On the front page recently of my local paper, the Houston Chronicle, were two articles that resonated, the subjects juxtaposing poetically – love letters and museums.
The art of letter writing, truly writing, putting pen to paper is a dying form. It is an art because each letter written is a piece of creativity penned from the soul. It doesn’t matter if grammar isn’t punctilious, if spelling is questionable, if the crossouts are numerous. What matters are the sentiments behind the words; the desire to share feelings, thoughts, ideas, apologies, sympathies with relations, friends, lovers – hands touching paper that will then be touched by the recipient.
Think of the first tentative birthday card drawn and written by your child. The emotions felt then will continue to be felt each time that precious piece of raggedy paper is come across, in a keepsake box, a desk, a file long forgotten.
Ronald Reagan’s letters to his wife told his story from struggling actor to President. The letters Winston Churchill wrote to his ‘darling Clemmie’ gave clues about the man behind the cigar. Zelda in a letter to F. Scott Fitzgerald described their quarrelling as ‘little fusses’ that she loved making up. And of course letters in the Bible guide many.
Donated last week in Houston to the African American Library at the Gregory School were letters the Reverend William Lawson and his wife Audrey wrote to each other between September 1952 and January 1954 when they married, having only met eight times before the wedding. The letters offer a personal glimpse into the early dreams and hopes of a young seminarian and future civil rights leader and his newly graduated social worker wife-to-be. Her letters were hand written and though Reverend Lawson typed his responses they were personalised with pen and ink sketches that defined his mood. They are to be kept for future generations to marvel over, both the sentiments expressed and the quaintness of the delivery. The postal service.
Without a museum or library to donate them to those letters would in all probability end up in the shredder. A personal history through an emerging time would be lost. A story untold. Which is why museums, art galleries and libraries will continue to be the repositories of our lives.
The American Association of Museums held their annual conference in my city last week. (We have a 150 museums in Houston so were a just choice.) Amongst issues pondered were how best to thrive in ever-hectic lives where art and information is at our fingertips. Visit the Louvre, virtually for example.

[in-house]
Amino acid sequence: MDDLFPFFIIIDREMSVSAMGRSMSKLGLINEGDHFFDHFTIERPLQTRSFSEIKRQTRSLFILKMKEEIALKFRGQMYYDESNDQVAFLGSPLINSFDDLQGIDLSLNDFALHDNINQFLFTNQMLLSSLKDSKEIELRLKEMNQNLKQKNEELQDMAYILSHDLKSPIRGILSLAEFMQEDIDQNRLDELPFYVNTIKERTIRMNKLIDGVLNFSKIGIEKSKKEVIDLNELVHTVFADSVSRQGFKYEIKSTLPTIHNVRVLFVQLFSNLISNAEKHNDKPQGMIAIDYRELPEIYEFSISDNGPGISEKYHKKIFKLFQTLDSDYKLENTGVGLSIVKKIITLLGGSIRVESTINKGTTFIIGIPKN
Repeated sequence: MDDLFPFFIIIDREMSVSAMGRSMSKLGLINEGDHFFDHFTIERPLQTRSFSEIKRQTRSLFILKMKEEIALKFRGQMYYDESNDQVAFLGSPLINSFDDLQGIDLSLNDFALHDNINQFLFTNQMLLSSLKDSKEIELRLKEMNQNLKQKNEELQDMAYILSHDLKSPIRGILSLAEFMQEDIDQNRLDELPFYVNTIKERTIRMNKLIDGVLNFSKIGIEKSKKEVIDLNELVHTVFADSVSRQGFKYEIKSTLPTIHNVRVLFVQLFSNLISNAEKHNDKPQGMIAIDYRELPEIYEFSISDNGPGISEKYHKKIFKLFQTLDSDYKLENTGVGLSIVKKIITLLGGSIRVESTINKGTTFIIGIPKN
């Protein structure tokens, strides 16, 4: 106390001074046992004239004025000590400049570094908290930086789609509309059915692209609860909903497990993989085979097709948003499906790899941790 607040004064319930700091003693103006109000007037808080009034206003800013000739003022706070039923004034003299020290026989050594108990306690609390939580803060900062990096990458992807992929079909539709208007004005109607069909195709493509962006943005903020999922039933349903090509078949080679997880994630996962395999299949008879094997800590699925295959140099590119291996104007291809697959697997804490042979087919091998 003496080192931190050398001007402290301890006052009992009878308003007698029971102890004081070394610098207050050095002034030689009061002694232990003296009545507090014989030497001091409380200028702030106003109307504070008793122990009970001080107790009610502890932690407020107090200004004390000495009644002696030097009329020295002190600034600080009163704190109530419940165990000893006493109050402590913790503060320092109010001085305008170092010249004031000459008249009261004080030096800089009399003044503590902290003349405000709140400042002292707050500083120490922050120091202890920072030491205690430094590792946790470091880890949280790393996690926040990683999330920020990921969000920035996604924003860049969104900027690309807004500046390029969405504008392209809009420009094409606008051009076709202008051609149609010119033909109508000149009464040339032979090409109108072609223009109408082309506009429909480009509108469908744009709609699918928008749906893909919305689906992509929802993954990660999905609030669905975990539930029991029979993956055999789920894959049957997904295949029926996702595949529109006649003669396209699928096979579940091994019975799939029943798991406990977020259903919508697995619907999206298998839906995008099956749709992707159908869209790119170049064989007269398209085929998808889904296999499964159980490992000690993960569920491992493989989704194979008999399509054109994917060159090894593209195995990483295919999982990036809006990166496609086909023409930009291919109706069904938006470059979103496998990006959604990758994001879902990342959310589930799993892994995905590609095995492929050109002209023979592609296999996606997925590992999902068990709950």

But we people are inherently curious and like the tangible, and because of that museums will survive the electronic age. We love to peer into someone else’s life. To read of their hopes, their ideas, their loves. And whilst it may be convenient to pull up a website, the essence of the words, the shade of the paint, the spirit of the sculpture does not wholly satisfy the viewer’s soul unless actually seen.
There was talk along the halls of the George R. Brown Conference Center of the ‘learner era’ in which “education is lifelong, mediated by software”. Forgive me but I thought learning has always been life long, and honestly I’m not sure I want to be ‘mediated’ by a machine.
Though machines do seem to play a part is some major moments in our lives now. No longer do we have to enunciate our desires – just have them emblazoned on the scoreboard at a baseball game or football match as the punters wait for the television studios to allow play to resume. “Tracy will U marry me?” is followed by a quick scan of the crowd until the cameras find the couple. Look! There they are! The man on bended knee between the rows of seats on the bleachers or stands holding out a solitaire worth four month’s salary, the girl blushingly kissing her prospective groom, “yes”! There is a collective aaah and the next inning is played.
Hallmark has done a remarkable job of taking over from us ordinary people. No longer do we need to think about how to express our feelings – just reach for a card from the rows at the supermarket. But at least we still have to handwrite the salutations, and sometimes the envelope.
I can’t wait to see the Lawson letters safe now in the museum. I wonder what story could be found in letters, written straight from the heart, in your local museum?